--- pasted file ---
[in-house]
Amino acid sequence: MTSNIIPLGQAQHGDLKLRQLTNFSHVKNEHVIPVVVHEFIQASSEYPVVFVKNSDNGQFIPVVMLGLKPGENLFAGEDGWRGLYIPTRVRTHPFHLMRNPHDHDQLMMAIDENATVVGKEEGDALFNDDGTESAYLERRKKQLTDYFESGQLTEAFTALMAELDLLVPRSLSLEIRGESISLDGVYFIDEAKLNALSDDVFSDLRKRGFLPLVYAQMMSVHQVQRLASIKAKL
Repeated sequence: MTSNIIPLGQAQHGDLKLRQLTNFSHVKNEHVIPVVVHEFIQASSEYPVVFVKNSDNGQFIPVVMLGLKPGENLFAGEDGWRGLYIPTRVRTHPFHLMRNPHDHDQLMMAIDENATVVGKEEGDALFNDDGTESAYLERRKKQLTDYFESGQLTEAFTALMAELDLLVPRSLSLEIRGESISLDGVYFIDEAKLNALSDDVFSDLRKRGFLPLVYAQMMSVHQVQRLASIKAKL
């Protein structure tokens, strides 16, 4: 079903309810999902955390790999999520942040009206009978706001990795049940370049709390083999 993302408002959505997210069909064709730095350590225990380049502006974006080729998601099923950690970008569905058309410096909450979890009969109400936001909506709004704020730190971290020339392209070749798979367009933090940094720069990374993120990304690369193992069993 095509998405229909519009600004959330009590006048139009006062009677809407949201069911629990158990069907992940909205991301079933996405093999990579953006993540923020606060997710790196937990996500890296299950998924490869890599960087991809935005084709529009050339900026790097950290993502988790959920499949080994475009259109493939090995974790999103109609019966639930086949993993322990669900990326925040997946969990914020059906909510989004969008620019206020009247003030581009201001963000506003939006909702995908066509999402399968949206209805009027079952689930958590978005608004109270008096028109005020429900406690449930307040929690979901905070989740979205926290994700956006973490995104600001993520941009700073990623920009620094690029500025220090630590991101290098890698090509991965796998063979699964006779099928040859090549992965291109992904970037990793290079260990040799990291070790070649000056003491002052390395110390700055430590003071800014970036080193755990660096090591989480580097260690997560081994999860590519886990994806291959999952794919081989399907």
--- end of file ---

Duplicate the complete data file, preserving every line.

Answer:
[in-house]
Amino acid sequence: MTSNIIPLGQAQHGDLKLRQLTNFSHVKNEHVIPVVVHEFIQASSEYPVVFVKNSDNGQFIPVVMLGLKPGENLFAGEDGWRGLYIPTRVRTHPFHLMRNPHDHDQLMMAIDENATVVGKEEGDALFNDDGTESAYLERRKKQLTDYFESGQLTEAFTALMAELDLLVPRSLSLEIRGESISLDGVYFIDEAKLNALSDDVFSDLRKRGFLPLVYAQMMSVHQVQRLASIKAKL
Repeated sequence: MTSNIIPLGQAQHGDLKLRQLTNFSHVKNEHVIPVVVHEFIQASSEYPVVFVKNSDNGQFIPVVMLGLKPGENLFAGEDGWRGLYIPTRVRTHPFHLMRNPHDHDQLMMAIDENATVVGKEEGDALFNDDGTESAYLERRKKQLTDYFESGQLTEAFTALMAELDLLVPRSLSLEIRGESISLDGVYFIDEAKLNALSDDVFSDLRKRGFLPLVYAQMMSVHQVQRLASIKAKL
């Protein structure tokens, strides 16, 4: 079903309810999902955390790999999520942040009206009978706001990795049940370049709390083999 993302408002959505997210069909064709730095350590225990380049502006974006080729998601099923950690970008569905058309410096909450979890009969109400936001909506709004704020730190971290020339392209070749798979367009933090940094720069990374993120990304690369193992069993 095509998405229909519009600004959330009590006048139009006062009677809407949201069911629990158990069907992940909205991301079933996405093999990579953006993540923020606060997710790196937990996500890296299950998924490869890599960087991809935005084709529009050339900026790097950290993502988790959920499949080994475009259109493939090995974790999103109609019966639930086949993993322990669900990326925040997946969990914020059906909510989004969008620019206020009247003030581009201001963000506003939006909702995908066509999402399968949206209805009027079952689930958590978005608004109270008096028109005020429900406690449930307040929690979901905070989740979205926290994700956006973490995104600001993520941009700073990623920009620094690029500025220090630590991101290098890698090509991965796998063979699964006779099928040859090549992965291109992904970037990793290079260990040799990291070790070649000056003491002052390395110390700055430590003071800014970036080193755990660096090591989480580097260690997560081994999860590519886990994806291959999952794919081989399907």